Day 231 – Great River Road (Part 2)

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Mall of the America’s

Since Hastings was only about twenty miles from Minneapolis/St. Paul, I took a detour for a simple drive by as I had never been there.  I had Gina, my GPS, take me to the city hall of each town, that way I would at least get a glimpse of downtown.  I crossed over a few bridges, passed by several office buildings connected by skywalks, and even spotted a few historic churches in the mix before I ended at Mall of the America’s.  While I can’t think of anything I like about shopping, I figured I had to at least see the largest mall in America.

Memorial Park

After our detour, we returned south and made a handful of stops in Red Wing, our first at Memorial Park which provides a superb view of the Mississippi and the city below. During the ice ages, with four major cycles of glaciers melting, floods of meltwater eroded the Mississippi 200 feet deeper than the present
channel.  Because the tributary streams carried less water than the main river, they were unable to cut down the terrain as rapidly, resulting in steeper slopes.  As the meltwater diminished, the velocity of the main river was reduced and it was no longer able to remove the sediment deposited from the tributaries.  Thus, the valley today was filled to its present level and exhibits a series of meanders, oxbow lakes, side channels, sloughs, swamps, and tillable land.

Barn Bluff

From the park, we curved back down the steep, winding road and visited Barn Bluff.  This was a really neat place.  I felt like I was in Missouri again, walking beneath a canopy of trees and past walls of rock and quarries to catch a few peaks of the Mississippi in the rare open spaces.  Before even climbing the stairs, each inscribed with a benefactor’s name in block letters, to reach the path that ascends atop the bluff we took a short walk to an old kiln.

The G.A. Carlson Lime Kiln, built in 1882, was once one of thirty such kilns operated between 1870 and 1908 in the Red Wing area.  The kiln was used for the transformation of Barn Bluff’s raw material into commercial lime, quick lime, or unslaked lime for the use in mortar and plaster.  The wood fired kiln was heated to temperatures of 2,000 degrees to burn the limestone.  One ton of limestone produced 1,000 pounds of quick lime.  The kiln ceased operation after forty years of quarrying when the limestone industry began weakening.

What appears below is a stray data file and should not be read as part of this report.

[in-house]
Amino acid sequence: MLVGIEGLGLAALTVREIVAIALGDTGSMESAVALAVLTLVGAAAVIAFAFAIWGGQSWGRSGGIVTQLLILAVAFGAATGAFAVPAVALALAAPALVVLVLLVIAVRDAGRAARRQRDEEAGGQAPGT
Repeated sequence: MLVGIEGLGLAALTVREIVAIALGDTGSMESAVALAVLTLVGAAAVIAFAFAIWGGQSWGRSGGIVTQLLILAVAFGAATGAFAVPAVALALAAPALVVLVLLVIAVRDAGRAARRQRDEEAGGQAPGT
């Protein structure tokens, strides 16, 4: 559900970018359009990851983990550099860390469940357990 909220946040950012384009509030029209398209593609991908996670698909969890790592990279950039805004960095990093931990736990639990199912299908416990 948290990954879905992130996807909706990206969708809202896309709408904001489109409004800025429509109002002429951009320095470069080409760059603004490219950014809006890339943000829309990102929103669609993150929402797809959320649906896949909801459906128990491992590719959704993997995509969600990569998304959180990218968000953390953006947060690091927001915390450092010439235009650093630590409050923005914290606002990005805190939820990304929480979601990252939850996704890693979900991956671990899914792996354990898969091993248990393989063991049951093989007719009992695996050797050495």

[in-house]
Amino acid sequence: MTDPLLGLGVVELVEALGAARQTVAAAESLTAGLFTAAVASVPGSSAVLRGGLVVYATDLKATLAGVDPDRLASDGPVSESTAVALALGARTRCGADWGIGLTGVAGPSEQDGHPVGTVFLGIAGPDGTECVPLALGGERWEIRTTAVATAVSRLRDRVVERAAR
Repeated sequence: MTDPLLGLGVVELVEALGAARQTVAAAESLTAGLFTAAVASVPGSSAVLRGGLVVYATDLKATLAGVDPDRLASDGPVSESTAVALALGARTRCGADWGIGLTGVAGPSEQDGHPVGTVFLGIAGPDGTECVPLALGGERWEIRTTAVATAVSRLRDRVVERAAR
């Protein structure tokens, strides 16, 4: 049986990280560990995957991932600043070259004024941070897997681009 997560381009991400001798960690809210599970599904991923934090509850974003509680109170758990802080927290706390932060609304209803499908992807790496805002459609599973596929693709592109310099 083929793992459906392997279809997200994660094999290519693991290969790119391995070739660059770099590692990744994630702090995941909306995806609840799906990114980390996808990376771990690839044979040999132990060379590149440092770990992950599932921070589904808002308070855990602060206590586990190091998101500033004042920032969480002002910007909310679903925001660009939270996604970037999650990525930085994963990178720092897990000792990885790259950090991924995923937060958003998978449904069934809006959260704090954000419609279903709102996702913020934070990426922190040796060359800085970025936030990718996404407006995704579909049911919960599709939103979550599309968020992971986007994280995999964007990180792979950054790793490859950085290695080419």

After visiting the kiln, which was also an earth cache, we meandered along the bluff, also an earth cache. The bluff towers 343 feet above the City of Red Wing and is one of the best known natural features along the Mississippi.  It was climbed by many of Minnesota’s early tourists including Henry David Thoreau.

We continued south, paralleling the Mississippi River as well as the Mississippi National Wildlife and Fish Refuge, a network of wetlands, islands, forest and prairie that extends 260 miles through four states.  We stopped at a roadside rest area for a tranquil view of clouds reflecting in the glassy Mississippi waters.

Iowa Border

As we continued along the river past towns such as Winona and La Crescent, we crossed into Iowa where we attempted to visit Effigy Mounds
National Monument.  The park is home to over 200 Indian burial pits topped with low, rounded earthen mounds.  We got there at 6:15, fifteen minutes too

Pikes Peak State Park

Given the time, we carried on through a few more towns where houses on stilts lined the edge of the river and claimed a campsite at Pikes Peak State Park.  Yes, the park is named for General Zebulon Pike, the explorer who sited a bluff in Iowa a year before reaching the more famous Pike’s Peak in Colorado.


After snagging a camping spot for only eleven dollars and getting a free shower out of it, I drove back to McGregor, a quaint old town with a handful of restaurants and B&B’s. I tried going to one bar type place, but as soon as I arrived at the intersection, a train stopped, blocking my way. I almost opted for homemade pizza, when I decided it would be nicer if Petey could join me instead of being left in VANilla on this muggy day, so with much trepidation I chose a Mexican food restaurant that had a patio.

I ordered safely, a fajita chicken salad.  While the chips seemed slightly affected by the humidity, the restaurant carried Dos Equis Amber (my favorite) and served up a tasty salad, though not all toppings listed on the menu were included (a pet peeve of mine).  Regardless, I was pleasantly surprised, not only by dinner but by the brilliant sunset!  ETB

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Beth Bankhead

Former public finance professional turned award winning travel blogger and photographer sharing the earth's beauty one word and image at a time.

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